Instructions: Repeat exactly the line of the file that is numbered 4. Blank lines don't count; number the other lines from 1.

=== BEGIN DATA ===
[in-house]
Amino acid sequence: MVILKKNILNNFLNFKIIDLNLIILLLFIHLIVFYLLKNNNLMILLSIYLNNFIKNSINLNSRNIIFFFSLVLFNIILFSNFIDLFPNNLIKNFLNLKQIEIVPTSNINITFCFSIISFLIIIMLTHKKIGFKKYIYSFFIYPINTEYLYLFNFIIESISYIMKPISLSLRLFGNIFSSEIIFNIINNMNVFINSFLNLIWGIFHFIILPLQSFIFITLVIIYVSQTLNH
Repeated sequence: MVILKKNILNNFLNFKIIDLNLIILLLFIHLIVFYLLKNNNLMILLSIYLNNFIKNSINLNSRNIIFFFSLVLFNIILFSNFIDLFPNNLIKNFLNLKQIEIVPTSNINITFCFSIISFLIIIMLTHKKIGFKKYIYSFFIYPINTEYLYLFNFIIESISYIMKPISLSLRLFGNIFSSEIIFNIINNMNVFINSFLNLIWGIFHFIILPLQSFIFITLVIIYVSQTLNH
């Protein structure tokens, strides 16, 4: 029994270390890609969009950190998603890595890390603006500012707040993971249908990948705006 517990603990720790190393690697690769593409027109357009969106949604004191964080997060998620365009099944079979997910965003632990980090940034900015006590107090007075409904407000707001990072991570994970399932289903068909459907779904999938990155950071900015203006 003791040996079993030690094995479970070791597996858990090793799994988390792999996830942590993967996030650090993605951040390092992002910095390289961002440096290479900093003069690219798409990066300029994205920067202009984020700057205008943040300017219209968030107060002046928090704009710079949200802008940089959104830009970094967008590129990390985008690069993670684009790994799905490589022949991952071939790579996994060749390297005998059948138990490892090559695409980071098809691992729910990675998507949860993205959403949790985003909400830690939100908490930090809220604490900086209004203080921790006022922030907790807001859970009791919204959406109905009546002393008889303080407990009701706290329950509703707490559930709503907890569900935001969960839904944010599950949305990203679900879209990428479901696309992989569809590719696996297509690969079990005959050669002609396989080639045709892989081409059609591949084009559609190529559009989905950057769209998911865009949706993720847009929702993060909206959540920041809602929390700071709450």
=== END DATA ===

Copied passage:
């Protein structure tokens, strides 16, 4: 029994270390890609969009950190998603890595890390603006500012707040993971249908990948705006 517990603990720790190393690697690769593409027109357009969106949604004191964080997060998620365009099944079979997910965003632990980090940034900015006590107090007075409904407000707001990072991570994970399932289903068909459907779904999938990155950071900015203006 003791040996079993030690094995479970070791597996858990090793799994988390792999996830942590993967996030650090993605951040390092992002910095390289961002440096290479900093003069690219798409990066300029994205920067202009984020700057205008943040300017219209968030107060002046928090704009710079949200802008940089959104830009970094967008590129990390985008690069993670684009790994799905490589022949991952071939790579996994060749390297005998059948138990490892090559695409980071098809691992729910990675998507949860993205959403949790985003909400830690939100908490930090809220604490900086209004203080921790006022922030907790807001859970009791919204959406109905009546002393008889303080407990009701706290329950509703707490559930709503907890569900935001969960839904944010599950949305990203679900879209990428479901696309992989569809590719696996297509690969079990005959050669002609396989080639045709892989081409059609591949084009559609190529559009989905950057769209998911865009949706993720847009929702993060909206959540920041809602929390700071709450």